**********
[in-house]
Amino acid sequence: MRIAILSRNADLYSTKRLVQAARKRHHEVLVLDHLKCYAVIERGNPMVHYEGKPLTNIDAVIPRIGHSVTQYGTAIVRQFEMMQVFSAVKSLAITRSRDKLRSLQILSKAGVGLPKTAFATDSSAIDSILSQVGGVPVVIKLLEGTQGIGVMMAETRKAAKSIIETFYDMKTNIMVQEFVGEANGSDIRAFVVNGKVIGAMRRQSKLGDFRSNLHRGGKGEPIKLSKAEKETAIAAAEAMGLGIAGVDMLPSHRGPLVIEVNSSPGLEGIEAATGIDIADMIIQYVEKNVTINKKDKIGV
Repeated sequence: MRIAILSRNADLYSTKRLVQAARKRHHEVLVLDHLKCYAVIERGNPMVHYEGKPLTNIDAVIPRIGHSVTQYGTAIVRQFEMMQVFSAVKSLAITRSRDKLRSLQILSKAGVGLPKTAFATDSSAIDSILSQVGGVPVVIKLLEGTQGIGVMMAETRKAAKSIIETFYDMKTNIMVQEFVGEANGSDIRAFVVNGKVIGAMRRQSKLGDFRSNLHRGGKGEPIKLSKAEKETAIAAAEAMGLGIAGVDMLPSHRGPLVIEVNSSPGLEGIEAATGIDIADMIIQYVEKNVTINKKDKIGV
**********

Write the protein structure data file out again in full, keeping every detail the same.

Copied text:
[in-house]
Amino acid sequence: MRIAILSRNADLYSTKRLVQAARKRHHEVLVLDHLKCYAVIERGNPMVHYEGKPLTNIDAVIPRIGHSVTQYGTAIVRQFEMMQVFSAVKSLAITRSRDKLRSLQILSKAGVGLPKTAFATDSSAIDSILSQVGGVPVVIKLLEGTQGIGVMMAETRKAAKSIIETFYDMKTNIMVQEFVGEANGSDIRAFVVNGKVIGAMRRQSKLGDFRSNLHRGGKGEPIKLSKAEKETAIAAAEAMGLGIAGVDMLPSHRGPLVIEVNSSPGLEGIEAATGIDIADMIIQYVEKNVTINKKDKIGV
Repeated sequence: MRIAILSRNADLYSTKRLVQAARKRHHEVLVLDHLKCYAVIERGNPMVHYEGKPLTNIDAVIPRIGHSVTQYGTAIVRQFEMMQVFSAVKSLAITRSRDKLRSLQILSKAGVGLPKTAFATDSSAIDSILSQVGGVPVVIKLLEGTQGIGVMMAETRKAAKSIIETFYDMKTNIMVQEFVGEANGSDIRAFVVNGKVIGAMRRQSKLGDFRSNLHRGGKGEPIKLSKAEKETAIAAAEAMGLGIAGVDMLPSHRGPLVIEVNSSPGLEGIEAATGIDIADMIIQYVEKNVTINKKDKIGV